While all sports have a fan base to follow them, NASCAR not only has the fan support, but for most of us, it’s a way of life. The only time other sports see a fanatical gathering of fans is when the playoffs start. How many times during regular season does one actually see fans get as fanatical of their sport as NASCAR does? Every race in NASCAR is like a playoff for the fans. They plan their vacations, their finances, and their overall schedule by it. So for most, it’s not just a sport, it’s a way of life.
If More >
Recently, the Topps Company was bought out by a group of private investors headed by former Disney Chief Executive Officer (CEO) Michael Eisner. The Tornante Co. LLC paid just over $385 million dollars for the number two card maker (second to Upper Deck). Topps was bought out not only for its sports card market. Most collectors do not know that Topps is also the producer of candy/confectionery (Bazooka Bubble gum), Pokemon Cards, Wizkids and Comic Books.
Was this buyout a good buy? For a private company maybe, but not for the small time investor.
A few years ago, I used to teach a More >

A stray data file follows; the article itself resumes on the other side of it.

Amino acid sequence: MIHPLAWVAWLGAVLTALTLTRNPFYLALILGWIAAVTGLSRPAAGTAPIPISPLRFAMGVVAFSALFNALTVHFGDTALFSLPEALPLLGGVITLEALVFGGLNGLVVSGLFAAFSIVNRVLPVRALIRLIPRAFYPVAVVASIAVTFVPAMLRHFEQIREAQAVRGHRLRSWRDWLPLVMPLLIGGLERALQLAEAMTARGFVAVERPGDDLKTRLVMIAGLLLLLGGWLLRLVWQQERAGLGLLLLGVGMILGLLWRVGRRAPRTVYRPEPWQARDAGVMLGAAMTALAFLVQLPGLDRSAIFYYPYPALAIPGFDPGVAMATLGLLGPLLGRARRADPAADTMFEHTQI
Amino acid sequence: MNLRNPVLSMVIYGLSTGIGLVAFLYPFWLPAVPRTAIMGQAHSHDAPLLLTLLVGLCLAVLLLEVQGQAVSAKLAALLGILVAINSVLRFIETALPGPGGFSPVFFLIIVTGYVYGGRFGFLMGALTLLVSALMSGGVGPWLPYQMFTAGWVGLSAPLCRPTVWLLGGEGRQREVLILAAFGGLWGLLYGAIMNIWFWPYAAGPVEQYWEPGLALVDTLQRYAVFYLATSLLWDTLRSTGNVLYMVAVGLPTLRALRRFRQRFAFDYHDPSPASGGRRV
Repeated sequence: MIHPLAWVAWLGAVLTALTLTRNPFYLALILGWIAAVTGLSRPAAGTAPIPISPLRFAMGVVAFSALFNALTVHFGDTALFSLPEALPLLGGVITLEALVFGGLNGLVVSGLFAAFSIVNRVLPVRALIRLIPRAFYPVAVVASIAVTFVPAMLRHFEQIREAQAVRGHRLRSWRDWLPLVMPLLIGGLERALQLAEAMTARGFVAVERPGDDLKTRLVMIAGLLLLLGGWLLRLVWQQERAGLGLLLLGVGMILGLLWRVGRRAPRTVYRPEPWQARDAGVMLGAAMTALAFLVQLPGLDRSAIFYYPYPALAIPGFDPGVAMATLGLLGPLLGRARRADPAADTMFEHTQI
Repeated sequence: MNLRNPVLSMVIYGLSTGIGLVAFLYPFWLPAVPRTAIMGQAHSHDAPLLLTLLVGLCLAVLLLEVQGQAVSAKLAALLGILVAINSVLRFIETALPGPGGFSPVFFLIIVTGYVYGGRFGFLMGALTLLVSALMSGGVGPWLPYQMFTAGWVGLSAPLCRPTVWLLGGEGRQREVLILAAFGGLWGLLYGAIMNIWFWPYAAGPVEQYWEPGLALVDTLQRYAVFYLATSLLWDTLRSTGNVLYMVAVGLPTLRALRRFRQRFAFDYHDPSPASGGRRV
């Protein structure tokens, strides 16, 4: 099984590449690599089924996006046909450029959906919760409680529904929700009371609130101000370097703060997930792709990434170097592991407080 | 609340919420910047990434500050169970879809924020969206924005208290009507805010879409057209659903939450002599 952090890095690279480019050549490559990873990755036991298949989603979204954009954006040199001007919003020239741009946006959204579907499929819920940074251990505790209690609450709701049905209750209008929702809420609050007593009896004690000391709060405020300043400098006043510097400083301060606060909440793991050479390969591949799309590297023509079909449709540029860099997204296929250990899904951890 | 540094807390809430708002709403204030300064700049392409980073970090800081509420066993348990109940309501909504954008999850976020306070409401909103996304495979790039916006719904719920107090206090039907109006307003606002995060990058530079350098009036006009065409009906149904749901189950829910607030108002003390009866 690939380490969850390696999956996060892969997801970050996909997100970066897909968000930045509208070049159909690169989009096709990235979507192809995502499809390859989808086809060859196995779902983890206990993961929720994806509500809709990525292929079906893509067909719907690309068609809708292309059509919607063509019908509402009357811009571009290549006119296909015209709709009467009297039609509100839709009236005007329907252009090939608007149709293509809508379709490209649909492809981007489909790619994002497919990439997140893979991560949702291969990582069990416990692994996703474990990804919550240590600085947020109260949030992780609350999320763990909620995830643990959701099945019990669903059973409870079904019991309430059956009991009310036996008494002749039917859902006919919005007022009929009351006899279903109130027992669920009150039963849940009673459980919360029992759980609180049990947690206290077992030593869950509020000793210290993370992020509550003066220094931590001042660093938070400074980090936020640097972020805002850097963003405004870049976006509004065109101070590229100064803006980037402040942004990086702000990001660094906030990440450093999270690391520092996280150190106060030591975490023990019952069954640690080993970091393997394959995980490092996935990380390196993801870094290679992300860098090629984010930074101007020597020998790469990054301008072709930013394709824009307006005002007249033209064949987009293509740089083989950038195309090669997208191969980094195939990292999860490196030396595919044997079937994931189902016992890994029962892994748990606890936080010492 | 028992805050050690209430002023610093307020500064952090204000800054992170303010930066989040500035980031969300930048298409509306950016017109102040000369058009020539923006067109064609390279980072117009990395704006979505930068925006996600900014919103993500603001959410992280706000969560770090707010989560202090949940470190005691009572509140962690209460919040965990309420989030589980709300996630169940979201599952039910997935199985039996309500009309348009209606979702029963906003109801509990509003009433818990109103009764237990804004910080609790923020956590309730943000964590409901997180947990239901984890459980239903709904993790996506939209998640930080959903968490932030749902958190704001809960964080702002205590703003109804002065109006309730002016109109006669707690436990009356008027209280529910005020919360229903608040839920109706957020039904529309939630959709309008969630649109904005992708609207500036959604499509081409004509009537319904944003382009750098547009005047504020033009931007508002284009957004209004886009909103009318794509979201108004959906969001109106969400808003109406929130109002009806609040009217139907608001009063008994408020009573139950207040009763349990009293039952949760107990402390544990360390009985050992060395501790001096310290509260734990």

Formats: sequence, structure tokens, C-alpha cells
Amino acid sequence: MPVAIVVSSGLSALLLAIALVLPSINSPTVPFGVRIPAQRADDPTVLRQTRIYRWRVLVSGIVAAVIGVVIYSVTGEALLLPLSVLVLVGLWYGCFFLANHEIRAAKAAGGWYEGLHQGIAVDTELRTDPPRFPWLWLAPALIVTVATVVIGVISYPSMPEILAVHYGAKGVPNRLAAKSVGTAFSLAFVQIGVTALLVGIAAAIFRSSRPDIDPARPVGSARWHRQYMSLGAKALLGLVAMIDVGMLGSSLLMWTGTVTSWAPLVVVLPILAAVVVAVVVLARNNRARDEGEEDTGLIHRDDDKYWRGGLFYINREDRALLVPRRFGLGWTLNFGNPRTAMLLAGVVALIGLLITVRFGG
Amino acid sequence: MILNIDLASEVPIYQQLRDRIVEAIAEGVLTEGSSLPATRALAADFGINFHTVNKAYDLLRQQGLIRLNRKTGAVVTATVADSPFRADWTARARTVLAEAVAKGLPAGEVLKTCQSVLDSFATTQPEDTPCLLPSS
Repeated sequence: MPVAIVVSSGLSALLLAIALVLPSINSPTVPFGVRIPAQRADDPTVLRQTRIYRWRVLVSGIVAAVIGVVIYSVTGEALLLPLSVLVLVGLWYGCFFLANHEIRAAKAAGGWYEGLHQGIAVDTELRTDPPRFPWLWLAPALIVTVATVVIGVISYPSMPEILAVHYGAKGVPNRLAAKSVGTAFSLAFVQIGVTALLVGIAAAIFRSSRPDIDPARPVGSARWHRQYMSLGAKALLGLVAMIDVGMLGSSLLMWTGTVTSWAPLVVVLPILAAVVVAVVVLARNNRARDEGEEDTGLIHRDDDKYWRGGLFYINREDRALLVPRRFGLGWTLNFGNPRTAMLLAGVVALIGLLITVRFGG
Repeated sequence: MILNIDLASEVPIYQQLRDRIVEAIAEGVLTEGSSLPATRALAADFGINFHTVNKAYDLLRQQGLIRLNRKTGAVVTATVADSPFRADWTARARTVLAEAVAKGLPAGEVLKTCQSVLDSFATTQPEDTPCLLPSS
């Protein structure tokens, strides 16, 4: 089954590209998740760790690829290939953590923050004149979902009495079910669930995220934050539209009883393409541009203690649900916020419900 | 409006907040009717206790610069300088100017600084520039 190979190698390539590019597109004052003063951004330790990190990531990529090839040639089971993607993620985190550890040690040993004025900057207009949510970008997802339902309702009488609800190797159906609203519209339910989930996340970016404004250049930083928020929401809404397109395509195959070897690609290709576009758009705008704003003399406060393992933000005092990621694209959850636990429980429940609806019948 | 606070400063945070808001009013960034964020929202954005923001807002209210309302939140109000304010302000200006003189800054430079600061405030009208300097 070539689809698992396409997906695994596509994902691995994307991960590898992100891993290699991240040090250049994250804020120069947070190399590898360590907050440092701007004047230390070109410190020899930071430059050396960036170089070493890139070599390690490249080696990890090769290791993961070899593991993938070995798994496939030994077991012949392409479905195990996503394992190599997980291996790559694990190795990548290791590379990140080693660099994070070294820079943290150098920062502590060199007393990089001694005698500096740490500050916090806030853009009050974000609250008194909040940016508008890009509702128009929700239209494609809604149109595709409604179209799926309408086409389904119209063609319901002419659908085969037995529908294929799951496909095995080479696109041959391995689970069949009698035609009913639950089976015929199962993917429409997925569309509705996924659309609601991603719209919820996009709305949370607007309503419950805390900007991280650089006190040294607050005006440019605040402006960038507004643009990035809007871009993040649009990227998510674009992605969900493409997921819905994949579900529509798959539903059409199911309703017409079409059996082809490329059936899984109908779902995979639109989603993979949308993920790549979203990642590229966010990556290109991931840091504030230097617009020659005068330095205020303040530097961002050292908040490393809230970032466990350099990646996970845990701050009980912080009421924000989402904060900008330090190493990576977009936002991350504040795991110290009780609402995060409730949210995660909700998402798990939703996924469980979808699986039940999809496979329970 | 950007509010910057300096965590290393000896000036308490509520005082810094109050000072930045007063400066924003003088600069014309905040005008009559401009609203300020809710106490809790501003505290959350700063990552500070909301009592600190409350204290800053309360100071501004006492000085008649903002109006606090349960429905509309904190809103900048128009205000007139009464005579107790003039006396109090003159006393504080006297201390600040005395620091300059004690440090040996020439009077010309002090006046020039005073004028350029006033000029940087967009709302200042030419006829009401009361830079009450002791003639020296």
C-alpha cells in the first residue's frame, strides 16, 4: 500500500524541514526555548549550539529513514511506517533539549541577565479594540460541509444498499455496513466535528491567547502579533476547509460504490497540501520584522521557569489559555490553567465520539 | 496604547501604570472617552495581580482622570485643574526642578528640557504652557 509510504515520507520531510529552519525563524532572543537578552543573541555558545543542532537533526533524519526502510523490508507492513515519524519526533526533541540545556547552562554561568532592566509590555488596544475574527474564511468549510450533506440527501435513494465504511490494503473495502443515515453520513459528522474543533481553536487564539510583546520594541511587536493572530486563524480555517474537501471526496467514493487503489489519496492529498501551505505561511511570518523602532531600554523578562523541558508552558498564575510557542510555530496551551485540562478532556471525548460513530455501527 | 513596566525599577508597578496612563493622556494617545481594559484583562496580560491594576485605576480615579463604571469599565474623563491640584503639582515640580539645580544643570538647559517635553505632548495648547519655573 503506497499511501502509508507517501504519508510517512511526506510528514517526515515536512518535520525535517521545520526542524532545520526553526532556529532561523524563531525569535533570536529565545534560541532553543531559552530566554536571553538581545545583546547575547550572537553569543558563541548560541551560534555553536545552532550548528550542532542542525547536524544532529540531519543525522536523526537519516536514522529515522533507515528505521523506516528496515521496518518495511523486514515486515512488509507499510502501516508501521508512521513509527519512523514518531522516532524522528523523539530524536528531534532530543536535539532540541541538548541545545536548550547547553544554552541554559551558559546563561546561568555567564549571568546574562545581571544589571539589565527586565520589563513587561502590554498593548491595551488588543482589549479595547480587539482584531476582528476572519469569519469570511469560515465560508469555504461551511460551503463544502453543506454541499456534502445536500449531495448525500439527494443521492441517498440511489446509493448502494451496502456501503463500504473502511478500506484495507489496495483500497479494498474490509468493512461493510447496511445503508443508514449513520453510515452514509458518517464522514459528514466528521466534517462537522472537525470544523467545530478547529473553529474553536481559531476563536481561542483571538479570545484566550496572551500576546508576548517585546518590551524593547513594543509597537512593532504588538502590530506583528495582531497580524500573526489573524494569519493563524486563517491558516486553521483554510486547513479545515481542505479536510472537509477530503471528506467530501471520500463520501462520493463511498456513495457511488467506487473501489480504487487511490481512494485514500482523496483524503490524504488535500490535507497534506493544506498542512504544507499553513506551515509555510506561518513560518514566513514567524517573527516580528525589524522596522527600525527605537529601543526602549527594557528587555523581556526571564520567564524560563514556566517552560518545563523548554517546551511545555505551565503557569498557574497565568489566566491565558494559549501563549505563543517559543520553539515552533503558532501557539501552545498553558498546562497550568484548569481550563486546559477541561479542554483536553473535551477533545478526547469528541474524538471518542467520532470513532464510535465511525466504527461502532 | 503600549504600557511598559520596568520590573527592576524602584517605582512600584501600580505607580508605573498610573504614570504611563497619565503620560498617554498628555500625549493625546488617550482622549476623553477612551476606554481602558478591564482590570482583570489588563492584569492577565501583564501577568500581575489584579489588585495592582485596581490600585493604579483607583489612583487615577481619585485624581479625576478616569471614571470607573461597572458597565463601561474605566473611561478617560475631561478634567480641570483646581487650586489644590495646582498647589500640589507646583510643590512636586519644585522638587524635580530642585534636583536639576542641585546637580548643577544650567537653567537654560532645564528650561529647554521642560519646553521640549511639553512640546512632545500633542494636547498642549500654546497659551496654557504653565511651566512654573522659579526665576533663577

By: 24_JGordonFan_24 (written in 2006)
It was 1994 and just another average Sunday at our house. Flipping through the channels on TV, she came upon a NASCAR race once again. “Oh great,” she thought with a sigh, “anything but this.” Many times she’d come across these races, annoyed that they were taking the place of any other show that could be on. “Just cars going in circles, what fun is that?” she’d think. But, as she’d soon find out, today would turn out to be quite different….
A brightly colored car with a number 24 on the side caught her eye. Well, More >
Most baseball collectors know that baseball cards today are produced by Topps and Upper Deck. This is also generally true across most sports. The sports card industry wasn’t always a monopoly and was a billion dollar industry. In an attempt to limit the saturated sports card market, MLB canceled their license with Donruss/Playoff in 2006. Just before that, Fleer went bankrupt and was bought out by Upper Deck. The reasoning behind MLB not renewing their contract with Donruss was weak at best. How is cutting of Donruss completely off, while allowing Upper Deck to produce new lines of product reducing More >
In 1951, Topps produced its first set of 52 baseball cards. These cards were produced to mimic the game of baseball. The cards had baseball actions printed on them like “strike” and “Home Run” labeled near each player. Two friends could get together and play a game of “fantasy” baseball with their favorite Major League Baseball players.
The foundation for “Pack Wars” was laid in 1952 when Topps added player statistics and biographical information to the back of their product. Topps’ intent was to sell bubble gum, but they started a market that would become a $1.2 billion dollar market More >